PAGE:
"May I talk to your supervisor, please?" has an ominous sound to it, doesn't it? This weekend, my son made that request of the support specialist at my web hosting service. When the supervisor came on line, my son first asked if she knew to whom she was speaking. "Uh, yes, sir."
"Will you be able to write down or record our conversation?" he asked. "And I want to be sure you know that everyone in my family subscribes to your service, with several domains and web pages hosted there?"
"Uh, OK," she said, growing more uncomfortable. "What can I do for you, sir?"
"The lady who was just helping me did an excellent job. I know you don't hear from many satisfied customers, so I want to be sure you know how pleased I am. I assume that you know who was working with me. Do you have a special form or something that you can fill out to see that she gets credit? I understand that she does not work on commission, so I want to be sure she gets some recognition for a job well done."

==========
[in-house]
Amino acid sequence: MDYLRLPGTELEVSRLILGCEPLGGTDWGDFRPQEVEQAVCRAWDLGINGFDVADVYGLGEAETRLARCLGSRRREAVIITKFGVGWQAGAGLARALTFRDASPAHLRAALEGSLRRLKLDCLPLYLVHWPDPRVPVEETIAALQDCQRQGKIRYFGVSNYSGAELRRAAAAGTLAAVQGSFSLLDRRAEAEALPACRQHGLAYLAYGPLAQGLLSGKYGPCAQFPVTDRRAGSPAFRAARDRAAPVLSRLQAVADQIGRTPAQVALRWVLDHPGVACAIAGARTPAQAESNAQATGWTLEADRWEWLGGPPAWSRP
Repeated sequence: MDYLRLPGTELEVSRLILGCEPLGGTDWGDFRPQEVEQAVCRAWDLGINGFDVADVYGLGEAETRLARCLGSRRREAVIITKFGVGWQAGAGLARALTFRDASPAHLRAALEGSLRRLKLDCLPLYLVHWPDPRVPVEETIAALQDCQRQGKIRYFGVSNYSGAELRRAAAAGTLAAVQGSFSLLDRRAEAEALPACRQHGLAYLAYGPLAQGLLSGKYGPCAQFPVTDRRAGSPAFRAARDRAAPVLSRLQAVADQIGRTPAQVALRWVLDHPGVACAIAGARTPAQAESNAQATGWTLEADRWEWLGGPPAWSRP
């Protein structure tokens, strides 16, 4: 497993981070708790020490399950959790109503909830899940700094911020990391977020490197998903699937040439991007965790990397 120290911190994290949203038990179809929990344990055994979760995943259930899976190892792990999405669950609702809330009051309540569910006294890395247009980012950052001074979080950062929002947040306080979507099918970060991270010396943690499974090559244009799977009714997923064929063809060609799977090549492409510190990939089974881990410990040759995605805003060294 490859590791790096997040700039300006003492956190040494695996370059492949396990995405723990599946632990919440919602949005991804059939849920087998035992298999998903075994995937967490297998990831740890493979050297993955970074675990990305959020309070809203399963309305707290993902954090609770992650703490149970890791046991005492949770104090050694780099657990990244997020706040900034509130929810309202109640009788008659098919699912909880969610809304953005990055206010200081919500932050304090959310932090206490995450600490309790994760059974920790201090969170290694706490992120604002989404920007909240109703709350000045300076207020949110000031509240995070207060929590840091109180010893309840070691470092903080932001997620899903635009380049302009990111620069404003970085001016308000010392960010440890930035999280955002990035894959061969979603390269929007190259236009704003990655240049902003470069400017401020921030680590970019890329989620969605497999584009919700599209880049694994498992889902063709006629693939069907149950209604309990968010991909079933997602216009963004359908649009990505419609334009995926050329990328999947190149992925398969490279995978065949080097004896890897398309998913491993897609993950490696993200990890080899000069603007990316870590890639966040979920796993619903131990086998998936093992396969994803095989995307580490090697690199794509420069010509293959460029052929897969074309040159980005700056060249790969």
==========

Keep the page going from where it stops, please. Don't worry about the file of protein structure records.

What he heard next was silence, broken only by the sound of paper shuffling. "Wait a minute," she said. "I have that form here somewhere." More time passed, more shuffling. "It's here somewhere." Eventually, she found the "compliment" form and asked a few questions in order to fill out the form. "Is there anything else?" she asked, perhaps fearing that the other shoe would drop.
"No, that's it, REALLY," my son laughed.
You see, my son works in a technical field as Learning Management System administrator at the local university, and he knows only too well what it's like to answer questions, trouble-shoot problems, and hear complaints all day. Most people who call for technical help are over-wrought and frustrated before they even pick up the phone. They are often angry and defensive as they answer the questions the tech uses to focus in on the issue. More often than not, the best the technician can hope for is a resolution to the problem and a calmer professor.
It's too bad that compliment forms are not requested more often.
PS: My web hosting service is 1&1, where hosting starts as low as $41.88 per year, and domain registration can be as low as 99cents for the first year ($9.99 per year thereafter). If you are considering a new web host, check out 1&1 HERE before you decide.